Advice From the Trenches

Advice from the Trenches: No Sugar Tonight

Dear C,

There have been a lot of food shortages lately, but at least I can go online and find explanations for it – Avian bird flu, the scarcity of wheat since Russia went ballistic, etc, etc. But one of the oddest shortages is the disappearance of sugar-free hard candy from all of the discount stores! Walmart has sugar free chocolate, but no Brach’s sugar-free cinnamon hard candies, my absolute favorite. And why has Dollar Tree been out of peppermints for months? There is NO explanation anywhere online that I can find!

Got anything?                  

– Peppermint Patty

C says:

I too remember when they had at least a dozen flavors of sugar free hard candies at Job Lot. Finding it hard to believe that they’re ALL gone, I drove to Job Lot, Walmart, and Dollar Tree. You’re right! The only sugar free hard candy I found consistently was Werther’s caramels; no peppermints, no cinnamon, just one lone bag of Jolly Ranchers.

You were right about online explanations too. Nada. The market analysis trends were puzzling as well, largely because while I could readily copy text or download documents from every other market analysis online, the sugar-free trends would not copy – you had to submit contact info in order to obtain them. So, I took screen prints. What I read in them was odd indeed.

COVID has affected every global market, and the sugar industry is no exception. But while the global demand for sugar shrank 18.78% between 2019 and 2020, the demand in the US for sugar-free foods rose. Why? 

The answer to this at least made sense. We’ve known for a while that regular consumption of high-calorie products can lead to diabetes, obesity, high blood pressure, and cardiovascular and liver diseases, but since COVID, people have started to make preventative measures a real priority. This has not escaped notice by the advertising industry – they’ve stepped up their own efforts to sell sugar-free products to health-conscious consumers.

So, why are there fewer sugar-free hard candies than ever before? Well, the joke is on us, Patty. They’re out there alright – if you want to pay double, or more.

If you shop online, you can still find any kind of sugar-free hard candy you want. Here’s the difference: when it was available on shelves, you could walk into Walmart and get Brach’s sugar-free cinnamon candies for $2.99 a bag. Peppermints at Dollar Tree were a buck a bag, Now, the same sized packages can cost you $6 and up. They are also often available only in lots of 2 to a dozen bags. Sellers have jacked prices even higher than those of eggs.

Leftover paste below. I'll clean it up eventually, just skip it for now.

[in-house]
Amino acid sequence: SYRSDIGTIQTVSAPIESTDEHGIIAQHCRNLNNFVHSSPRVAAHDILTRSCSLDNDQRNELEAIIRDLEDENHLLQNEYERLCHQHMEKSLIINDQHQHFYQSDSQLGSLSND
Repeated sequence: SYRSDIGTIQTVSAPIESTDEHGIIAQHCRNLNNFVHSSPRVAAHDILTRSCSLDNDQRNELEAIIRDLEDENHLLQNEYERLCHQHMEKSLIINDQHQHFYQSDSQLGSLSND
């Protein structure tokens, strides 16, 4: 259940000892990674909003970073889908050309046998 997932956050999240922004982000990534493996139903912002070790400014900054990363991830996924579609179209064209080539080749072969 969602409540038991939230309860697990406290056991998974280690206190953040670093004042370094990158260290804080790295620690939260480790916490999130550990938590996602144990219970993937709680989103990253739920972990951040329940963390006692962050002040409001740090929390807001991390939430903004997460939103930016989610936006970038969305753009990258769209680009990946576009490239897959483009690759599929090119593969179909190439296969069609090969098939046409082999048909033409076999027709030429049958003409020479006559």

China is one of the world’s largest producers of sweeteners, dominating the global market for saccharin, stevia, aspartame, and sucralose. Shipping shortages and global conflict were constant excuses for unavailable items. But for sugar-free, no excuses were made. Perhaps they were hoping you wouldn’t ask.

The real reason for the bare shelves may be nothing more than greedy price-gouging by merchants. By funneling your best-selling favorites out of the stores and onto the web, they’ve made the products more desirable, then made them ridiculously expensive in the only places they can be found. Brach’s cinnamon candies could be bought at $40 for a carton of 12 – but no one on a tight budget can realistically afford to spend that much on calorie-free junk when the same $40. will buy a week’s worth of the cheapest foods on the market – pasta, canned fruits and vegetables, rice, potatoes… and high-calorie crap made with high-fructose corn syrup. Is it any wonder that those from lower income brackets also have the highest rate of obesity and all the diseases which it spawns?

The COVID-19 pandemic has been quite a paradox in many ways – it led to the adoption of some best-practice models in the food industry. It highlighted the importance of nutritious, higher quality foods in preventing diseases. But it also gave every profit monger in the market the means to squeeze every dime they could out of our increased awareness. The result? Sugar-free hard candies are now out of reach at discount store prices but readily available to anyone with money to burn.  

There are a lot of health benefits from cutting down on sugar and stepping up healthier foods. Unfortunately, a lot of people will not be able to make those dietary changes because higher quality food is also higher priced. So, while the rich are buying insanely expensive keto products and wild-caught salmon, the poor eat diabetes-inducing carbs.

If I were a person who thrived on conspiracy theory, I’d say there’s a story in there.